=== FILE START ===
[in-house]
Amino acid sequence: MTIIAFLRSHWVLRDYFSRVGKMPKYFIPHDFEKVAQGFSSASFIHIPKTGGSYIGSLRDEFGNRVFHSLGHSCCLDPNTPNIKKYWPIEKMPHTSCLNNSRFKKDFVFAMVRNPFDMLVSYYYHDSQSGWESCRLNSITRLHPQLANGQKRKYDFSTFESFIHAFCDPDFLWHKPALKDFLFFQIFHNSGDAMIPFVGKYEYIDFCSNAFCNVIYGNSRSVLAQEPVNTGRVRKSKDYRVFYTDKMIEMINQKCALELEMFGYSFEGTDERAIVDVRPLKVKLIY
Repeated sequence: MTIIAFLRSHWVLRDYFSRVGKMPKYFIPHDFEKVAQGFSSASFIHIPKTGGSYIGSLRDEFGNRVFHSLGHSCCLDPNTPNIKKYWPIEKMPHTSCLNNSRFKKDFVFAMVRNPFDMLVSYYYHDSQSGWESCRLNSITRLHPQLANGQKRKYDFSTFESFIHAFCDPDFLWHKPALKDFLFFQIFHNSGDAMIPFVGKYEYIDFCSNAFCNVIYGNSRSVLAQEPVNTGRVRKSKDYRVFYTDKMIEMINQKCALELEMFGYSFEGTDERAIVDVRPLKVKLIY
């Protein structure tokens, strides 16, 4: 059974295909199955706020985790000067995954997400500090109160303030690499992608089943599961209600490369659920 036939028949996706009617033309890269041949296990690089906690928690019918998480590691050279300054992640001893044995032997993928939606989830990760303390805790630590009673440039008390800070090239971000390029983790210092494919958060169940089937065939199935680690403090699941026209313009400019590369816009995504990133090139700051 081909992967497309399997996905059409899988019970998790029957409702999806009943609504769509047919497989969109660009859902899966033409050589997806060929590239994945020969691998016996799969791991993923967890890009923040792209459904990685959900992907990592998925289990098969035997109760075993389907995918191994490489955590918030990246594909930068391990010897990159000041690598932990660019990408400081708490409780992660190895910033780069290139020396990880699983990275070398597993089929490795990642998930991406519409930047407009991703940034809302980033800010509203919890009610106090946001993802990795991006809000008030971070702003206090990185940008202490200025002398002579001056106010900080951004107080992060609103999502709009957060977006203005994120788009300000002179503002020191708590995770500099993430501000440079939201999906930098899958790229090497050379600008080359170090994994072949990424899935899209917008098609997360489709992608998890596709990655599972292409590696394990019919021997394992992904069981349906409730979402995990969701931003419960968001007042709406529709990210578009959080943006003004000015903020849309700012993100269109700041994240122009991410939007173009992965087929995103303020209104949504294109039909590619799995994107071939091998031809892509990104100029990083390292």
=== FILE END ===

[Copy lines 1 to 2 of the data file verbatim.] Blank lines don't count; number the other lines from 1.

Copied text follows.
[in-house]
Amino acid sequence: MTIIAFLRSHWVLRDYFSRVGKMPKYFIPHDFEKVAQGFSSASFIHIPKTGGSYIGSLRDEFGNRVFHSLGHSCCLDPNTPNIKKYWPIEKMPHTSCLNNSRFKKDFVFAMVRNPFDMLVSYYYHDSQSGWESCRLNSITRLHPQLANGQKRKYDFSTFESFIHAFCDPDFLWHKPALKDFLFFQIFHNSGDAMIPFVGKYEYIDFCSNAFCNVIYGNSRSVLAQEPVNTGRVRKSKDYRVFYTDKMIEMINQKCALELEMFGYSFEGTDERAIVDVRPLKVKLIY